Yes, he gave $5,000 to his alma mater's performing arts program, but it was his advice to the students that really resonated. As you’ll see below on the story written and reported by WXYZ-TV/Detroit anchor Stephen Clark, Kid Rock’s gift was his advice:
- Surround yourself with good people
- Don’t hang out with idiots
Those are great thoughts for high school kids, but they’re also applicable to all of us in our careers – and in our lives.
When I think back to the two employers I had before striking out on my own, I was fortunate to be with great companies and even better people early in my career.
At Frank N. Magid Associates, Inc., I worked with the best and brightest in broadcast research. Magid was the leader in its field, supported by the fact that some of my co-workers included Jon Coleman, Bruce Fohr, Alan Burns, and Bill Moyes – all successful entrepreneurs and thought-leaders in their own right.
We worked for the best companies, too. RKO, Hubbard, Bonneville, ABC-TV/Radio, Cap Cities, and many others. They owned major stations in major markets, and we Magid guys learned as much from them as they did from us.
And the guy at the top – the late Frank Magid (pictured) – was truly one of those once-in-a-lifetime gentlemen who you felt privileged to learn from. If it weren’t for Frank, the aforementioned names – and I – would not have been anywhere near as successful.
Then I was hired by ABC Radio in Detroit – WRIF – and later worked on the corporate side for ABC’s Owned FM Stations in New York. During those years, the company was at the top of its game. Some of my co-workers included Larry Berger, Tom Yates, John Gehron, Jim Smith, Tom Bender, the late Roger Skolnik, Jay Hoker, Nick Trigoni, Marc Morgan, John Hare, and many others, not to mention some of the best personalities in radio at that time.
And on the corporate level, there was the late and legendary Rick Sklar (pictured), along with Marty Greenberg and his financial wizard, Phil Giordano. Those seven FM stations (the limit in those pre-duopoly, pre-consolidation days) did some incredible things.
You see, I learned from some of the best, and am living proof that there are definite career and personal upsides to not “hanging out with idiots.”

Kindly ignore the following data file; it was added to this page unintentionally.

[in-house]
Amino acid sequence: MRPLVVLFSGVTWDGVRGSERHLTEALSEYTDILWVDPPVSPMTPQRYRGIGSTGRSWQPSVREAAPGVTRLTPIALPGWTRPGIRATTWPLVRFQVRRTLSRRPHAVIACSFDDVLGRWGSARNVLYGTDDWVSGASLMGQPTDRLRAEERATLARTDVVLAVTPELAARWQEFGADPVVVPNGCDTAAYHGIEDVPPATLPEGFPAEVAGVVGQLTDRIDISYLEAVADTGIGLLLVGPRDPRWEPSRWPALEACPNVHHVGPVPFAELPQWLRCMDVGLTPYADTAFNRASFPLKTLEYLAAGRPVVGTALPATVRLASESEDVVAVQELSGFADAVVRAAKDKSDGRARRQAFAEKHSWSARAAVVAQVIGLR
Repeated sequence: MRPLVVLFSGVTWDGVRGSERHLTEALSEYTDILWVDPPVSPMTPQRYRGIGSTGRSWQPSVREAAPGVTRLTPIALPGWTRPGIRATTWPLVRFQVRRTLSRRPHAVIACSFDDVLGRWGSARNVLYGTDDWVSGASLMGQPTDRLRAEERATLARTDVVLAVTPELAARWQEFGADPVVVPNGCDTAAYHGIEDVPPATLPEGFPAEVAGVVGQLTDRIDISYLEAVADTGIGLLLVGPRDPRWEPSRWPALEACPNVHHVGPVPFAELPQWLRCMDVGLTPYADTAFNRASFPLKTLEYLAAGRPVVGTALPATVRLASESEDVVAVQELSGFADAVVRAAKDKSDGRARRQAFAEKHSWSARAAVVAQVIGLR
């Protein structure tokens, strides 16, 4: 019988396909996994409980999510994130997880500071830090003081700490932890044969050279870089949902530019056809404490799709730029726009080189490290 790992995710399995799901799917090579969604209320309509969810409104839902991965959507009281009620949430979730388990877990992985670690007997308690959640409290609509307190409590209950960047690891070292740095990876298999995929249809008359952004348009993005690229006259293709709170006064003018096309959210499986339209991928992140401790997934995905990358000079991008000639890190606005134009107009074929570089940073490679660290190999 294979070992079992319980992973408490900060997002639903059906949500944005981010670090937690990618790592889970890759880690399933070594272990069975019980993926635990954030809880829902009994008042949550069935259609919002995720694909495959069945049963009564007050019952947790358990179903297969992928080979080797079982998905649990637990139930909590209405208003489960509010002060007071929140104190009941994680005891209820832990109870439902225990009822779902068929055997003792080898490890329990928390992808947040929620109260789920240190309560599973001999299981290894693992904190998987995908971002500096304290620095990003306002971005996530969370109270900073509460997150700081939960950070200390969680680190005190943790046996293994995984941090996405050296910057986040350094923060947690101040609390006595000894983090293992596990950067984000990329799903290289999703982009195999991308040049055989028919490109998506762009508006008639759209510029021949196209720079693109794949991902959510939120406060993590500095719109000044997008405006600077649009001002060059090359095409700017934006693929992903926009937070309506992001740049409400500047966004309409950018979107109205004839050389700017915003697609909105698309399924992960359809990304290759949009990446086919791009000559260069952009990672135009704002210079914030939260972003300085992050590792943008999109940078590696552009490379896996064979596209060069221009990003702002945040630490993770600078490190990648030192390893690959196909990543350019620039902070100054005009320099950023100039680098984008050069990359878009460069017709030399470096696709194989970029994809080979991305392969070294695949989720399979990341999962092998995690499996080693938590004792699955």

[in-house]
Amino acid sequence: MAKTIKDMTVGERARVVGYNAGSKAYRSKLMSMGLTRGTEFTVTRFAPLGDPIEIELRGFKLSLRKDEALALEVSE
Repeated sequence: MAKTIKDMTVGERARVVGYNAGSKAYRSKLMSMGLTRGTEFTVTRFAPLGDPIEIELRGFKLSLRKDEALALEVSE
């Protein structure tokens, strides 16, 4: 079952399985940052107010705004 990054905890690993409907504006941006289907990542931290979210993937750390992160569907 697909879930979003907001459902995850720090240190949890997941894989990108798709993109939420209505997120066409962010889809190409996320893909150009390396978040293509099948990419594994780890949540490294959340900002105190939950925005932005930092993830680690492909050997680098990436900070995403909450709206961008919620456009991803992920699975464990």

Not everyone is fortunate enough to work for and with good people. Sometimes you have to take a job for a company that’s not the best, a station that’s a perennial loser, or a boss who isn’t going to teach you much. Yet, many people have more control over who they work for than perhaps they think. If that's not part of the equation when you're weighing job change, it should be. The company you work for is the company you keep.
Conversely, my bet is that as you look back at your resume, the better companies and the more professional people you worked with serve as career highlights - where you likely grew, advanced, and prospered. Maybe you didn't make the big bucks, but working alongside great people is what grows careers and character.
We become better at our craft and ultimately better human beings when we surround ourselves with great people - those who occupy the flow chart boxes above and below our positions. If you haven't done so in some time, thank the good bosses and wonderful employees you worked with at different stages of your career. It will mean a great deal to them, and to you, too.
Kid Rock’s speech to his high school has deeper meaning for all of us, and applies to our broadcasting/media careers and our lives:
“If you start hanging out with knuckleheads, you'll be right in the knucklehead section the rest of your life."
Apologies to the great people I worked for and with who aren't mentioned in this post. They are numerous, and I am sincerely thankful to you all.